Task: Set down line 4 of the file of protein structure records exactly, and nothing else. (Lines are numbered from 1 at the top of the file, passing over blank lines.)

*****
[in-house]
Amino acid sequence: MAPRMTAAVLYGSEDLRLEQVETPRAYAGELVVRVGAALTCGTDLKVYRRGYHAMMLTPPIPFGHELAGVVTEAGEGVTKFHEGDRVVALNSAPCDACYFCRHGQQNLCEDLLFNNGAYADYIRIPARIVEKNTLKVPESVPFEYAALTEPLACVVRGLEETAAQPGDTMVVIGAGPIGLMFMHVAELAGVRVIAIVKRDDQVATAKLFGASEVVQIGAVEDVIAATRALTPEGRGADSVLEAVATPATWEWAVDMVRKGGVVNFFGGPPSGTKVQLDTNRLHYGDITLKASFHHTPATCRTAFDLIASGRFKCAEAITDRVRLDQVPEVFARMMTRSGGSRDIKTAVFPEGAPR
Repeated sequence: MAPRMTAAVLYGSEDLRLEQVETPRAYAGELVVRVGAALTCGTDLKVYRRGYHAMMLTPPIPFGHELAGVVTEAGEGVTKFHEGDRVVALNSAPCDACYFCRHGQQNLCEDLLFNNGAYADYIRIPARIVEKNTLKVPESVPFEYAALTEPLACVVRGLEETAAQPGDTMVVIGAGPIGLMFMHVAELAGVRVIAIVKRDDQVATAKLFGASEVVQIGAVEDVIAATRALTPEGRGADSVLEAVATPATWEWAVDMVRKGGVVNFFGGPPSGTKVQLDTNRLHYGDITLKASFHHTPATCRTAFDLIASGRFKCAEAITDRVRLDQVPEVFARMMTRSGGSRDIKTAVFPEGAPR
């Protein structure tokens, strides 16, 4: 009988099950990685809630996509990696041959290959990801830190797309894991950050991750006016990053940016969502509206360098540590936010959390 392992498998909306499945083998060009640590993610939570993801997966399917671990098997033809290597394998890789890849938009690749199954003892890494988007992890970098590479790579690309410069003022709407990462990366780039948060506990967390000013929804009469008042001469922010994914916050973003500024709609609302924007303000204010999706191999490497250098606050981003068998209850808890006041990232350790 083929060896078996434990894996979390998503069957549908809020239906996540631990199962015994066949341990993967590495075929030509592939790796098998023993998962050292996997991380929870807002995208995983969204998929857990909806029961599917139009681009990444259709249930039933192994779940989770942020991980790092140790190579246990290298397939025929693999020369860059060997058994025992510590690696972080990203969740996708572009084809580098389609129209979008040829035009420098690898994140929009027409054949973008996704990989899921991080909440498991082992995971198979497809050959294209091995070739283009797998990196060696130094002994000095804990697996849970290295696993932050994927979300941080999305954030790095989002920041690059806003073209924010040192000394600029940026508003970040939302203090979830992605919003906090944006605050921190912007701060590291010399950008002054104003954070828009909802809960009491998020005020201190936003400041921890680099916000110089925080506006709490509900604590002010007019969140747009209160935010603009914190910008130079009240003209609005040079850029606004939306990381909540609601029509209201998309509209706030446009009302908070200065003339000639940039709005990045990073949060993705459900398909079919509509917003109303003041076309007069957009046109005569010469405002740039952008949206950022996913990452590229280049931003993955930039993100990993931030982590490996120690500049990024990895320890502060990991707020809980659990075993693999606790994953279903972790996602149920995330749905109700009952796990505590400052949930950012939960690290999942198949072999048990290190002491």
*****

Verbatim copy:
């Protein structure tokens, strides 16, 4: 009988099950990685809630996509990696041959290959990801830190797309894991950050991750006016990053940016969502509206360098540590936010959390 392992498998909306499945083998060009640590993610939570993801997966399917671990098997033809290597394998890789890849938009690749199954003892890494988007992890970098590479790579690309410069003022709407990462990366780039948060506990967390000013929804009469008042001469922010994914916050973003500024709609609302924007303000204010999706191999490497250098606050981003068998209850808890006041990232350790 083929060896078996434990894996979390998503069957549908809020239906996540631990199962015994066949341990993967590495075929030509592939790796098998023993998962050292996997991380929870807002995208995983969204998929857990909806029961599917139009681009990444259709249930039933192994779940989770942020991980790092140790190579246990290298397939025929693999020369860059060997058994025992510590690696972080990203969740996708572009084809580098389609129209979008040829035009420098690898994140929009027409054949973008996704990989899921991080909440498991082992995971198979497809050959294209091995070739283009797998990196060696130094002994000095804990697996849970290295696993932050994927979300941080999305954030790095989002920041690059806003073209924010040192000394600029940026508003970040939302203090979830992605919003906090944006605050921190912007701060590291010399950008002054104003954070828009909802809960009491998020005020201190936003400041921890680099916000110089925080506006709490509900604590002010007019969140747009209160935010603009914190910008130079009240003209609005040079850029606004939306990381909540609601029509209201998309509209706030446009009302908070200065003339000639940039709005990045990073949060993705459900398909079919509509917003109303003041076309007069957009046109005569010469405002740039952008949206950022996913990452590229280049931003993955930039993100990993931030982590490996120690500049990024990895320890502060990991707020809980659990075993693999606790994953279903972790996602149920995330749905109700009952796990505590400052949930950012939960690290999942198949072999048990290190002491």